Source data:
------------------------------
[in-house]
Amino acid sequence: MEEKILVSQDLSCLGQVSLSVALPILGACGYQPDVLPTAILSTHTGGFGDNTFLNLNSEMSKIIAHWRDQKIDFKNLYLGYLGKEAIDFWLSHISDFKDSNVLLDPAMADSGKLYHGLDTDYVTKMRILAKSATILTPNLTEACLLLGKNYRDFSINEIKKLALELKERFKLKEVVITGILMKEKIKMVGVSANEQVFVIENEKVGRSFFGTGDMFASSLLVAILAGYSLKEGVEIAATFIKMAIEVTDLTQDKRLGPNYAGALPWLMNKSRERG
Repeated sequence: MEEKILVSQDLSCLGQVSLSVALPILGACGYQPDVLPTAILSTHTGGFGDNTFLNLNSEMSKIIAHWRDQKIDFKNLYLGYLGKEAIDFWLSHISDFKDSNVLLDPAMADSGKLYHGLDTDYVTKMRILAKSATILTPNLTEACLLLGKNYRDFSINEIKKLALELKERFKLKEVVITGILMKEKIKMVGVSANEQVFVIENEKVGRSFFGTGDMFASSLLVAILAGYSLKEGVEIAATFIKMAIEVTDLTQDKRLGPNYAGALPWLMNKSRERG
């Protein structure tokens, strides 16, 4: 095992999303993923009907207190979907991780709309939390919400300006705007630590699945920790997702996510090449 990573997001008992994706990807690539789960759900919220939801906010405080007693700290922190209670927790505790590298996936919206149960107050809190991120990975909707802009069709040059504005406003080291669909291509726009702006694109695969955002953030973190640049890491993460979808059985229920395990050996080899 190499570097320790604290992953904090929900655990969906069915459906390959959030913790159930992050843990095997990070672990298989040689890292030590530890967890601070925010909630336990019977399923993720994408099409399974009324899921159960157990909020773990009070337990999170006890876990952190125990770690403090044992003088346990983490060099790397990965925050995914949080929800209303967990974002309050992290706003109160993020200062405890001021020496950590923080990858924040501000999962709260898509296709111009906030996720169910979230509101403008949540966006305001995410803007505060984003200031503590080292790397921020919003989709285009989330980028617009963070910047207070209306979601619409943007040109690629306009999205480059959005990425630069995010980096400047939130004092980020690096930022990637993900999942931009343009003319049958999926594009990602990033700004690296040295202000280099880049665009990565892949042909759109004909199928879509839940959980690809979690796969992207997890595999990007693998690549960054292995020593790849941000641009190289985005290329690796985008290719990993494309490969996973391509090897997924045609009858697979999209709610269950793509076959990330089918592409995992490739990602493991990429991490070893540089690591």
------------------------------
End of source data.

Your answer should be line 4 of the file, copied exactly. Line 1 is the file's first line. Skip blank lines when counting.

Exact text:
């Protein structure tokens, strides 16, 4: 095992999303993923009907207190979907991780709309939390919400300006705007630590699945920790997702996510090449 990573997001008992994706990807690539789960759900919220939801906010405080007693700290922190209670927790505790590298996936919206149960107050809190991120990975909707802009069709040059504005406003080291669909291509726009702006694109695969955002953030973190640049890491993460979808059985229920395990050996080899 190499570097320790604290992953904090929900655990969906069915459906390959959030913790159930992050843990095997990070672990298989040689890292030590530890967890601070925010909630336990019977399923993720994408099409399974009324899921159960157990909020773990009070337990999170006890876990952190125990770690403090044992003088346990983490060099790397990965925050995914949080929800209303967990974002309050992290706003109160993020200062405890001021020496950590923080990858924040501000999962709260898509296709111009906030996720169910979230509101403008949540966006305001995410803007505060984003200031503590080292790397921020919003989709285009989330980028617009963070910047207070209306979601619409943007040109690629306009999205480059959005990425630069995010980096400047939130004092980020690096930022990637993900999942931009343009003319049958999926594009990602990033700004690296040295202000280099880049665009990565892949042909759109004909199928879509839940959980690809979690796969992207997890595999990007693998690549960054292995020593790849941000641009190289985005290329690796985008290719990993494309490969996973391509090897997924045609009858697979999209709610269950793509076959990330089918592409995992490739990602493991990429991490070893540089690591």